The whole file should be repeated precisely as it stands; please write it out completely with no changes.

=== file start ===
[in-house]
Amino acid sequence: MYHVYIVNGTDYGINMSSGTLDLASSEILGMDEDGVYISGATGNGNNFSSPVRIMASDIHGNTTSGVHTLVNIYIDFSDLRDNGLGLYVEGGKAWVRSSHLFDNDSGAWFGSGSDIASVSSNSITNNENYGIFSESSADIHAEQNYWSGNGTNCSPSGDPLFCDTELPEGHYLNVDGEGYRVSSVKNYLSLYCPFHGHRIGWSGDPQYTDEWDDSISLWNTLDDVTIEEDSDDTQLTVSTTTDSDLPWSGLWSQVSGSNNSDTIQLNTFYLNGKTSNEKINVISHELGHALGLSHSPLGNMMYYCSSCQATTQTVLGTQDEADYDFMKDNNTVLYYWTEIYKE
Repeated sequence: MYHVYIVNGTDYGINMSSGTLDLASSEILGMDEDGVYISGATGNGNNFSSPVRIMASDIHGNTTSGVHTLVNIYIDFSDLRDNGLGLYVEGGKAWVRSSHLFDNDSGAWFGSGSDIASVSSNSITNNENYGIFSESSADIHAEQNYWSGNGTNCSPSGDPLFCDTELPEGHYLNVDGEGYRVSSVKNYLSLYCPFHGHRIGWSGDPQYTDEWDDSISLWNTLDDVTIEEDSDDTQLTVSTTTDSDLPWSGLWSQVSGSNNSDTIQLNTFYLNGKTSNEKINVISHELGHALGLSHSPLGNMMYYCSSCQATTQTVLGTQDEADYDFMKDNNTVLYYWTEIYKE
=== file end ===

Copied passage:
[in-house]
Amino acid sequence: MYHVYIVNGTDYGINMSSGTLDLASSEILGMDEDGVYISGATGNGNNFSSPVRIMASDIHGNTTSGVHTLVNIYIDFSDLRDNGLGLYVEGGKAWVRSSHLFDNDSGAWFGSGSDIASVSSNSITNNENYGIFSESSADIHAEQNYWSGNGTNCSPSGDPLFCDTELPEGHYLNVDGEGYRVSSVKNYLSLYCPFHGHRIGWSGDPQYTDEWDDSISLWNTLDDVTIEEDSDDTQLTVSTTTDSDLPWSGLWSQVSGSNNSDTIQLNTFYLNGKTSNEKINVISHELGHALGLSHSPLGNMMYYCSSCQATTQTVLGTQDEADYDFMKDNNTVLYYWTEIYKE
Repeated sequence: MYHVYIVNGTDYGINMSSGTLDLASSEILGMDEDGVYISGATGNGNNFSSPVRIMASDIHGNTTSGVHTLVNIYIDFSDLRDNGLGLYVEGGKAWVRSSHLFDNDSGAWFGSGSDIASVSSNSITNNENYGIFSESSADIHAEQNYWSGNGTNCSPSGDPLFCDTELPEGHYLNVDGEGYRVSSVKNYLSLYCPFHGHRIGWSGDPQYTDEWDDSISLWNTLDDVTIEEDSDDTQLTVSTTTDSDLPWSGLWSQVSGSNNSDTIQLNTFYLNGKTSNEKINVISHELGHALGLSHSPLGNMMYYCSSCQATTQTVLGTQDEADYDFMKDNNTVLYYWTEIYKE